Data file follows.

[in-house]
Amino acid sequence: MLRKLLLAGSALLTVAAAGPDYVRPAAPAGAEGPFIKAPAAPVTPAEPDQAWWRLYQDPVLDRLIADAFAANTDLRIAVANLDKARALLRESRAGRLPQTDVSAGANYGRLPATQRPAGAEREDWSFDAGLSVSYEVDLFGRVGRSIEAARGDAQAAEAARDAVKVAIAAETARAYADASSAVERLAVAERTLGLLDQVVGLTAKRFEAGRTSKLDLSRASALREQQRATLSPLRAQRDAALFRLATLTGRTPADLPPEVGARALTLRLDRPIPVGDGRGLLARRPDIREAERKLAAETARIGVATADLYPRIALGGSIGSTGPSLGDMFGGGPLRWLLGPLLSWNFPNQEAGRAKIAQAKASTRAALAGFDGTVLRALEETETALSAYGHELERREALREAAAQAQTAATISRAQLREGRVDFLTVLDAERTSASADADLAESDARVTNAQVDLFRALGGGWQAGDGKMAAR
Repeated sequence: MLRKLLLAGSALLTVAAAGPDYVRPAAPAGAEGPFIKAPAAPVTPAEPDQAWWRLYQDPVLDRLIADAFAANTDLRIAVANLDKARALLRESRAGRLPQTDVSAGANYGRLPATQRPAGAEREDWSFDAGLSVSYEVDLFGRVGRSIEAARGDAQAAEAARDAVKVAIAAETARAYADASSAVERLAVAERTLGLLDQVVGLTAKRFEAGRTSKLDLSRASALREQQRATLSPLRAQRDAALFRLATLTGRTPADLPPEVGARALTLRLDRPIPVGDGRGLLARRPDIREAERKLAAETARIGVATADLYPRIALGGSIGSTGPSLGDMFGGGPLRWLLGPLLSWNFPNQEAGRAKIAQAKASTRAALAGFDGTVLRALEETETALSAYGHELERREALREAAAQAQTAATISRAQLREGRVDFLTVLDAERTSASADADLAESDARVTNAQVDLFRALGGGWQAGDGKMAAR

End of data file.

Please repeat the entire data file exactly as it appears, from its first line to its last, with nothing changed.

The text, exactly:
[in-house]
Amino acid sequence: MLRKLLLAGSALLTVAAAGPDYVRPAAPAGAEGPFIKAPAAPVTPAEPDQAWWRLYQDPVLDRLIADAFAANTDLRIAVANLDKARALLRESRAGRLPQTDVSAGANYGRLPATQRPAGAEREDWSFDAGLSVSYEVDLFGRVGRSIEAARGDAQAAEAARDAVKVAIAAETARAYADASSAVERLAVAERTLGLLDQVVGLTAKRFEAGRTSKLDLSRASALREQQRATLSPLRAQRDAALFRLATLTGRTPADLPPEVGARALTLRLDRPIPVGDGRGLLARRPDIREAERKLAAETARIGVATADLYPRIALGGSIGSTGPSLGDMFGGGPLRWLLGPLLSWNFPNQEAGRAKIAQAKASTRAALAGFDGTVLRALEETETALSAYGHELERREALREAAAQAQTAATISRAQLREGRVDFLTVLDAERTSASADADLAESDARVTNAQVDLFRALGGGWQAGDGKMAAR
Repeated sequence: MLRKLLLAGSALLTVAAAGPDYVRPAAPAGAEGPFIKAPAAPVTPAEPDQAWWRLYQDPVLDRLIADAFAANTDLRIAVANLDKARALLRESRAGRLPQTDVSAGANYGRLPATQRPAGAEREDWSFDAGLSVSYEVDLFGRVGRSIEAARGDAQAAEAARDAVKVAIAAETARAYADASSAVERLAVAERTLGLLDQVVGLTAKRFEAGRTSKLDLSRASALREQQRATLSPLRAQRDAALFRLATLTGRTPADLPPEVGARALTLRLDRPIPVGDGRGLLARRPDIREAERKLAAETARIGVATADLYPRIALGGSIGSTGPSLGDMFGGGPLRWLLGPLLSWNFPNQEAGRAKIAQAKASTRAALAGFDGTVLRALEETETALSAYGHELERREALREAAAQAQTAATISRAQLREGRVDFLTVLDAERTSASADADLAESDARVTNAQVDLFRALGGGWQAGDGKMAAR